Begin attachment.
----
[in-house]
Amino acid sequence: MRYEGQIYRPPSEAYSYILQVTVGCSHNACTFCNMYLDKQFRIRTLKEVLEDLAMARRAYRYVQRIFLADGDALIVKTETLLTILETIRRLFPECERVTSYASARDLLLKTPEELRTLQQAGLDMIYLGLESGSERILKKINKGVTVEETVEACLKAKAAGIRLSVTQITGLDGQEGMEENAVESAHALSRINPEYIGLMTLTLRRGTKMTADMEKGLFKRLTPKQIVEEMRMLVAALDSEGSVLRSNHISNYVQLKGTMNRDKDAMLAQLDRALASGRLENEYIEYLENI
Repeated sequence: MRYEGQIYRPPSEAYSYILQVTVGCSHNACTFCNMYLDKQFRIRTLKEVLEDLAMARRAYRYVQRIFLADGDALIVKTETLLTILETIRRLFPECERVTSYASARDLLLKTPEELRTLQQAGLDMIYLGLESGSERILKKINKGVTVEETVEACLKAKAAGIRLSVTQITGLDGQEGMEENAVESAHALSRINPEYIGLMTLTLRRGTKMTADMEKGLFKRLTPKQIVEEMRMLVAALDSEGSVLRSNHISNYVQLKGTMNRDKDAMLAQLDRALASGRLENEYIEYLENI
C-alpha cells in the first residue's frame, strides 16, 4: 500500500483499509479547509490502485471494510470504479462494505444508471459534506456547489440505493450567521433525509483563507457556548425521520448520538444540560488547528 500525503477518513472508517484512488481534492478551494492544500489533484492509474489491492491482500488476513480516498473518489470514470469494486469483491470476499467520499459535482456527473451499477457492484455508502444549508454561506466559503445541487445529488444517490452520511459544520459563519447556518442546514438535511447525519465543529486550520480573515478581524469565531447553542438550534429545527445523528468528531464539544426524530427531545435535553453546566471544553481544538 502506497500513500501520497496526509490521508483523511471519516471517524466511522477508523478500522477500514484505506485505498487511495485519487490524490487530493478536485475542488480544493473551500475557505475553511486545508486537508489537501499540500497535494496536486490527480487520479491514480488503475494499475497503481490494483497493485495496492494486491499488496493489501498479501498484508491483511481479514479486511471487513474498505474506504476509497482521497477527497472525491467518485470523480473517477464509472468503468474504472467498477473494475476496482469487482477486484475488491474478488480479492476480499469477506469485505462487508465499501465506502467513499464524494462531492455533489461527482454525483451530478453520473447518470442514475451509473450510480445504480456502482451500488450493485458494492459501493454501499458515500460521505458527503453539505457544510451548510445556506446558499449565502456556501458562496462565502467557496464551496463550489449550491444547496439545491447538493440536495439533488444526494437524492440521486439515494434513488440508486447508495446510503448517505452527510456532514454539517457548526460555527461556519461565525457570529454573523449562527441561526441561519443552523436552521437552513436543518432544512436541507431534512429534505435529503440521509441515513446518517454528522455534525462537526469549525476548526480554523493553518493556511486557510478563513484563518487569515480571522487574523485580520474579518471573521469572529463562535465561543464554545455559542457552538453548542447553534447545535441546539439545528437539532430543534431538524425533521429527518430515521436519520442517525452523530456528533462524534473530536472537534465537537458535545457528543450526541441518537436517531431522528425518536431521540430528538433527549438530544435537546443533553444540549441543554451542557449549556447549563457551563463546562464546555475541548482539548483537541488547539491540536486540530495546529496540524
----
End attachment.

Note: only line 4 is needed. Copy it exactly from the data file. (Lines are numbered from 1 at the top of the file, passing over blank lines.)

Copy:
C-alpha cells in the first residue's frame, strides 16, 4: 500500500483499509479547509490502485471494510470504479462494505444508471459534506456547489440505493450567521433525509483563507457556548425521520448520538444540560488547528 500525503477518513472508517484512488481534492478551494492544500489533484492509474489491492491482500488476513480516498473518489470514470469494486469483491470476499467520499459535482456527473451499477457492484455508502444549508454561506466559503445541487445529488444517490452520511459544520459563519447556518442546514438535511447525519465543529486550520480573515478581524469565531447553542438550534429545527445523528468528531464539544426524530427531545435535553453546566471544553481544538 502506497500513500501520497496526509490521508483523511471519516471517524466511522477508523478500522477500514484505506485505498487511495485519487490524490487530493478536485475542488480544493473551500475557505475553511486545508486537508489537501499540500497535494496536486490527480487520479491514480488503475494499475497503481490494483497493485495496492494486491499488496493489501498479501498484508491483511481479514479486511471487513474498505474506504476509497482521497477527497472525491467518485470523480473517477464509472468503468474504472467498477473494475476496482469487482477486484475488491474478488480479492476480499469477506469485505462487508465499501465506502467513499464524494462531492455533489461527482454525483451530478453520473447518470442514475451509473450510480445504480456502482451500488450493485458494492459501493454501499458515500460521505458527503453539505457544510451548510445556506446558499449565502456556501458562496462565502467557496464551496463550489449550491444547496439545491447538493440536495439533488444526494437524492440521486439515494434513488440508486447508495446510503448517505452527510456532514454539517457548526460555527461556519461565525457570529454573523449562527441561526441561519443552523436552521437552513436543518432544512436541507431534512429534505435529503440521509441515513446518517454528522455534525462537526469549525476548526480554523493553518493556511486557510478563513484563518487569515480571522487574523485580520474579518471573521469572529463562535465561543464554545455559542457552538453548542447553534447545535441546539439545528437539532430543534431538524425533521429527518430515521436519520442517525452523530456528533462524534473530536472537534465537537458535545457528543450526541441518537436517531431522528425518536431521540430528538433527549438530544435537546443533553444540549441543554451542557449549556447549563457551563463546562464546555475541548482539548483537541488547539491540536486540530495546529496540524